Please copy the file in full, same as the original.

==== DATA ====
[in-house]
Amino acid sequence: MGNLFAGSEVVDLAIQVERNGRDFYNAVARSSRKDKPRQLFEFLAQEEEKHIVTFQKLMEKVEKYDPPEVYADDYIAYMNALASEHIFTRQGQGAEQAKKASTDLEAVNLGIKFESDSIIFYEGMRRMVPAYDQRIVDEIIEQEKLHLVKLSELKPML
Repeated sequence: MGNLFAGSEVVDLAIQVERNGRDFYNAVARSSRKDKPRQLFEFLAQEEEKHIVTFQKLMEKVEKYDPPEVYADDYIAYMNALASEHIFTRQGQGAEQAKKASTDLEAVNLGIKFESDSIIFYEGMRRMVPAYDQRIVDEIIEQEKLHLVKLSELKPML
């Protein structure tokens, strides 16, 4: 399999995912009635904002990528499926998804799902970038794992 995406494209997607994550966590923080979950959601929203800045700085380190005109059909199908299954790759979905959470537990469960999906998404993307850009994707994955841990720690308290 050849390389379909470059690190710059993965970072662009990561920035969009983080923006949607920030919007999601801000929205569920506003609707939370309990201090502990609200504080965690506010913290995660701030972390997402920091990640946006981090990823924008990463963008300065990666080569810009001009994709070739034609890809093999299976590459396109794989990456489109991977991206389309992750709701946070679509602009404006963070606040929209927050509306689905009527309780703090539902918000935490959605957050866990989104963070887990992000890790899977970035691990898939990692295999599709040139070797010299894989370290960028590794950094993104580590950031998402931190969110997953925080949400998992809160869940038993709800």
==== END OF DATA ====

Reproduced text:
[in-house]
Amino acid sequence: MGNLFAGSEVVDLAIQVERNGRDFYNAVARSSRKDKPRQLFEFLAQEEEKHIVTFQKLMEKVEKYDPPEVYADDYIAYMNALASEHIFTRQGQGAEQAKKASTDLEAVNLGIKFESDSIIFYEGMRRMVPAYDQRIVDEIIEQEKLHLVKLSELKPML
Repeated sequence: MGNLFAGSEVVDLAIQVERNGRDFYNAVARSSRKDKPRQLFEFLAQEEEKHIVTFQKLMEKVEKYDPPEVYADDYIAYMNALASEHIFTRQGQGAEQAKKASTDLEAVNLGIKFESDSIIFYEGMRRMVPAYDQRIVDEIIEQEKLHLVKLSELKPML
């Protein structure tokens, strides 16, 4: 399999995912009635904002990528499926998804799902970038794992 995406494209997607994550966590923080979950959601929203800045700085380190005109059909199908299954790759979905959470537990469960999906998404993307850009994707994955841990720690308290 050849390389379909470059690190710059993965970072662009990561920035969009983080923006949607920030919007999601801000929205569920506003609707939370309990201090502990609200504080965690506010913290995660701030972390997402920091990640946006981090990823924008990463963008300065990666080569810009001009994709070739034609890809093999299976590459396109794989990456489109991977991206389309992750709701946070679509602009404006963070606040929209927050509306689905009527309780703090539902918000935490959605957050866990989104963070887990992000890790899977970035691990898939990692295999599709040139070797010299894989370290960028590794950094993104580590950031998402931190969110997953925080949400998992809160869940038993709800």